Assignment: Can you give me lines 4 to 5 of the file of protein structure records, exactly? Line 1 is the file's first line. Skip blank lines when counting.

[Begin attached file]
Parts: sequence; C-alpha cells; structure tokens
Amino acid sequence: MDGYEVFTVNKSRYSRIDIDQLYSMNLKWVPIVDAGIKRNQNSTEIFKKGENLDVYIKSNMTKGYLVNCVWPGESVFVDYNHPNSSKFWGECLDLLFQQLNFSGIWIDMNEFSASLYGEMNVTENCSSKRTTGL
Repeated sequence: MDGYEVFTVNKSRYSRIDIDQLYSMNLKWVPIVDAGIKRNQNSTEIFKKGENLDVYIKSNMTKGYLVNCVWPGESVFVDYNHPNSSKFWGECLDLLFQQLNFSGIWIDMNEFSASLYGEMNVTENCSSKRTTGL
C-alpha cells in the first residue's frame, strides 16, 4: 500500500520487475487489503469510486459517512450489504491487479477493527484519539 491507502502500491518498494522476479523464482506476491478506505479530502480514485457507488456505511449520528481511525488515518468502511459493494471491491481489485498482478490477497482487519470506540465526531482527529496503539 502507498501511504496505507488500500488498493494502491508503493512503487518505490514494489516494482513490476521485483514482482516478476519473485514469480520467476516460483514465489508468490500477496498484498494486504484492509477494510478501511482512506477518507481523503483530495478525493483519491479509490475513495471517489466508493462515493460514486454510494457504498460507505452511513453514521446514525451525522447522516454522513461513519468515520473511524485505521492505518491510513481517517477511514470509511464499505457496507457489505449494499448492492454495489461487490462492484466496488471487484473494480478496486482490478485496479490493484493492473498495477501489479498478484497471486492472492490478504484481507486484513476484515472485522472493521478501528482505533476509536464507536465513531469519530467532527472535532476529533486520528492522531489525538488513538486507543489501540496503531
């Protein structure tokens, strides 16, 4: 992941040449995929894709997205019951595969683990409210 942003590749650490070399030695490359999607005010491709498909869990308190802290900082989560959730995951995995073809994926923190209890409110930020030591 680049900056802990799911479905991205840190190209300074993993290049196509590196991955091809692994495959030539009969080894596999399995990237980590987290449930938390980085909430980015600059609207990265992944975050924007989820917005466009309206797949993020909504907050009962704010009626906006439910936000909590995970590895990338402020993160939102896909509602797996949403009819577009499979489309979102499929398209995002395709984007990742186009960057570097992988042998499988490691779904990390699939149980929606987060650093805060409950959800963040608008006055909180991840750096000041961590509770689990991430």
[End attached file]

C-alpha cells in the first residue's frame, strides 16, 4: 500500500520487475487489503469510486459517512450489504491487479477493527484519539 491507502502500491518498494522476479523464482506476491478506505479530502480514485457507488456505511449520528481511525488515518468502511459493494471491491481489485498482478490477497482487519470506540465526531482527529496503539 502507498501511504496505507488500500488498493494502491508503493512503487518505490514494489516494482513490476521485483514482482516478476519473485514469480520467476516460483514465489508468490500477496498484498494486504484492509477494510478501511482512506477518507481523503483530495478525493483519491479509490475513495471517489466508493462515493460514486454510494457504498460507505452511513453514521446514525451525522447522516454522513461513519468515520473511524485505521492505518491510513481517517477511514470509511464499505457496507457489505449494499448492492454495489461487490462492484466496488471487484473494480478496486482490478485496479490493484493492473498495477501489479498478484497471486492472492490478504484481507486484513476484515472485522472493521478501528482505533476509536464507536465513531469519530467532527472535532476529533486520528492522531489525538488513538486507543489501540496503531
């Protein structure tokens, strides 16, 4: 992941040449995929894709997205019951595969683990409210 942003590749650490070399030695490359999607005010491709498909869990308190802290900082989560959730995951995995073809994926923190209890409110930020030591 680049900056802990799911479905991205840190190209300074993993290049196509590196991955091809692994495959030539009969080894596999399995990237980590987290449930938390980085909430980015600059609207990265992944975050924007989820917005466009309206797949993020909504907050009962704010009626906006439910936000909590995970590895990338402020993160939102896909509602797996949403009819577009499979489309979102499929398209995002395709984007990742186009960057570097992988042998499988490691779904990390699939149980929606987060650093805060409950959800963040608008006055909180991840750096000041961590509770689990991430």